COMPARATIVE STUDY
JOURNAL ARTICLE

Surface electromyograms of agonist and antagonist muscles during force development of maximal isometric exercises—effects of instruction

Ridha Sahaly, Henry Vandewalle, Tarak Driss, Hugues Monod
European Journal of Applied Physiology 2003, 89 (1): 79-84
12627309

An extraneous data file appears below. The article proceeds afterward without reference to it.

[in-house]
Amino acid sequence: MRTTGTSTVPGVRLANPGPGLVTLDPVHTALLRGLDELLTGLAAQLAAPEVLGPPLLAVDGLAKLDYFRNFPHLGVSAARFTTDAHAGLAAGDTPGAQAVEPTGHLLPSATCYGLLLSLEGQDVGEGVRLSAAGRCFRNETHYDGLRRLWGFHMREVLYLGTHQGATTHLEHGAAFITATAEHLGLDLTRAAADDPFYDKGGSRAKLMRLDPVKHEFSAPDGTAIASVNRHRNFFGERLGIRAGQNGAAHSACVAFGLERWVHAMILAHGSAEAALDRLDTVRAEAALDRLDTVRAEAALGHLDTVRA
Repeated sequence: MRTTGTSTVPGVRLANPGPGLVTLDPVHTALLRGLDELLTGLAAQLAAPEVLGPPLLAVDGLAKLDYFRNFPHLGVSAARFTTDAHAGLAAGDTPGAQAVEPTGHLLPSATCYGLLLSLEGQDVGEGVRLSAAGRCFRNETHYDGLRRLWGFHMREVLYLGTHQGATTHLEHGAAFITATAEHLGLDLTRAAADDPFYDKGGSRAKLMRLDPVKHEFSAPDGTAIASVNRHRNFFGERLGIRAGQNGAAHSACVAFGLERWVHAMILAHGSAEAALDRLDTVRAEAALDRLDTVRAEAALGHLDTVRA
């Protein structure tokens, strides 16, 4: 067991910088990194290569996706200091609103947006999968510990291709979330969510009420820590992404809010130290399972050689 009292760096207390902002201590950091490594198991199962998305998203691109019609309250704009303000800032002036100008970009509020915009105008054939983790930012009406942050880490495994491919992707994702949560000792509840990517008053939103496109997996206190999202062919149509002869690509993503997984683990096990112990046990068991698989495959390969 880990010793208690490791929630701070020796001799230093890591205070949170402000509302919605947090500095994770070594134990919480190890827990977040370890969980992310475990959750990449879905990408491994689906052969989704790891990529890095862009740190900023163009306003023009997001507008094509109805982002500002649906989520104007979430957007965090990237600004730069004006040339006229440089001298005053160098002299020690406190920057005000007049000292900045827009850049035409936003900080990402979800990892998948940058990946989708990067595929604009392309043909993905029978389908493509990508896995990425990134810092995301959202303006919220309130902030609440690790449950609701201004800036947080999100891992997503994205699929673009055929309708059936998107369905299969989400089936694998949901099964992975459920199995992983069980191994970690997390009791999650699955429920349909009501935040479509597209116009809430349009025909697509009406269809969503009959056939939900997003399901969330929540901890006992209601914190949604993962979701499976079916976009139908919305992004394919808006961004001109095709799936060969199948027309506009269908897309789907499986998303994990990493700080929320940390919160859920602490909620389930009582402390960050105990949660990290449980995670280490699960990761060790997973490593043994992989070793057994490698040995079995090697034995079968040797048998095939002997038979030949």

Surface integrated electromyograms (iEMG) of agonist and antagonist muscles were studied during the rising phase of maximal isometric efforts (elbow flexion, unilateral and bilateral leg extension) to explain the difference in maximal rate of force development (MRFD) with a hard-and-fast instruction (instruction I) and a fast instruction (instruction II ). Force and EMG were simultaneously recorded in 24 athletes and iEMG were computed at MRFD and during different phases of force development (P(0-25), P(25-50), P(50-75), P(75-90) and P(90-100)). A two-way ANOVA for repeated measures (muscle x instruction) showed that the value of iEMG at MRFD was significantly higher with instruction II for elbow flexion, unilateral and bilateral leg press exercises (F>4.9; P<0.04). The effect of instruction upon iEMG of the agonist muscles corresponding to the different phases of the force development was significant for elbow flexion (F=4.2; P<0.05 ) unilateral (F>6.4; P<0.02) and bilateral leg extension (F>9 and P<0.006 for soleus and vastus lateralis; but F=3.2 and P=0.08 for vastus medialis). There was a significant interaction between instruction and phase of force development (F>2.6; P<0.05 ): iEMG was significantly higher with instruction II at the beginning of force development (P(0-25)) for all the muscles (except the soleus muscle during the bilateral leg exercise) but not at higher force (P(75-90) and P(90-100)). The steeper force development with instruction II can be explained by the better activation of the agonist muscles at the beginning of force development. A lower co-activation of the antagonist muscles does not explain the improvement in MRFD as the iEMG of the antagonist muscles was not lower with instruction II but was proportional to the activation level of the agonist muscle.

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